A New Kitchen is Top of the List for a Third of Home Owners in B.C.
BY MARIO CANSECO
Summer is usually a great time to launch home renovation projects. The weather is generally not an inconvenience, the days are longer, and contractors and the average do-it-yourselfer are usually happier working in warmer conditions, particularly for projects such as roofs and patios.
Insights West spoke recently to a representative sample of home owners across the province, and found one in four (26 per cent) were planning a major renovation of their home, such as a new roof or a new kitchen, in 2014. Since the last time I asked about this in 2011, this number has doubled (from 13 per cent three years ago).
A few years ago, some British Columbians were unwilling to spend a lot of money to renovate their homes, because of the existence of the harmonized sales tax. In early 2012, as people waited for the tax to be phased out, 40 per cent of British Columbians said they would hold off on major purchases — including work with a contractor — until the HST was gone. Now, one in-four home owners are ready to hit the hardware store, or call someone to help them, twice as many as three years ago.
Research in 2012 showed nearly two-thirds of Canadian home owners (about 63 per cent) who renovated their homes did the work themselves. But for those who live in households earning more than $100,000 a year, the proportion that tackles renovations themselves drops to 39 per cent.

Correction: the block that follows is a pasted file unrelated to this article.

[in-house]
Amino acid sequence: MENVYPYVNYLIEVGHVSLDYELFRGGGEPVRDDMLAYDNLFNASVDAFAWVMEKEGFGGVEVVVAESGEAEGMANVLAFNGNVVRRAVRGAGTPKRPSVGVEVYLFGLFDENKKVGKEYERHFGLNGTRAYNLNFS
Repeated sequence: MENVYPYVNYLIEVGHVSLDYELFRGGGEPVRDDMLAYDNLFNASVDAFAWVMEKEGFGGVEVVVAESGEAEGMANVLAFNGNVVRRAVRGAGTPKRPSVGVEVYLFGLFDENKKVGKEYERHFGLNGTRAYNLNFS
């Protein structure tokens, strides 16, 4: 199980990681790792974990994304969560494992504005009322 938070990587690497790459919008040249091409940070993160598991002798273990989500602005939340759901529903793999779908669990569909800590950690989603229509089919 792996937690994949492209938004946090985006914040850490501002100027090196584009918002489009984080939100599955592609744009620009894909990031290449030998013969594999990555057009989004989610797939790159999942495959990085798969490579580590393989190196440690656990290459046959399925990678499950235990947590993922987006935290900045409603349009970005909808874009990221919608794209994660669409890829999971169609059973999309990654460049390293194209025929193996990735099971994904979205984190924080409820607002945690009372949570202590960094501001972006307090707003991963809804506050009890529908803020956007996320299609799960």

The data shows we tend to be a nation of do-it-yourselfers. However, for those of us who may not have the skills, there is a clear tendency to call in professionals, especially if the budget allows it.
Bringing in a contractor does not mean the stress associated with a renovation is over. Depending on the scope and size of the project, some permits may be necessary. The project may also disturb neighbours, and cause some pain if noise and construction guidelines are not followed properly.
If an outside contractor is coming to your home, make sure you do three things: obtain quotes from three different contractors, ask for references and, when the time comes, sign a contract. Too many times, contractors rely on inadequately written quotes instead of a binding document. In 2012, only 35 per cent of Canadian home owners who were renovating had signed a contract. This means practically two-thirds of those who had work done in their homes did not have a proper dispute mechanism in case something went wrong. The absence of a contract makes it very difficult for home owners to protect themselves in the event of a discrepancy.
A final question for British Columbians focused on the dream renovation. If money were not a problem, one-third of home owners (34 per cent) would do away with their old kitchens, while one in five (19 per cent) would fix the bathroom. Patios and yards are also among the most desirable projects in our province (17 per cent), while considerably fewer residents would tackle their basements, living rooms or bedrooms.
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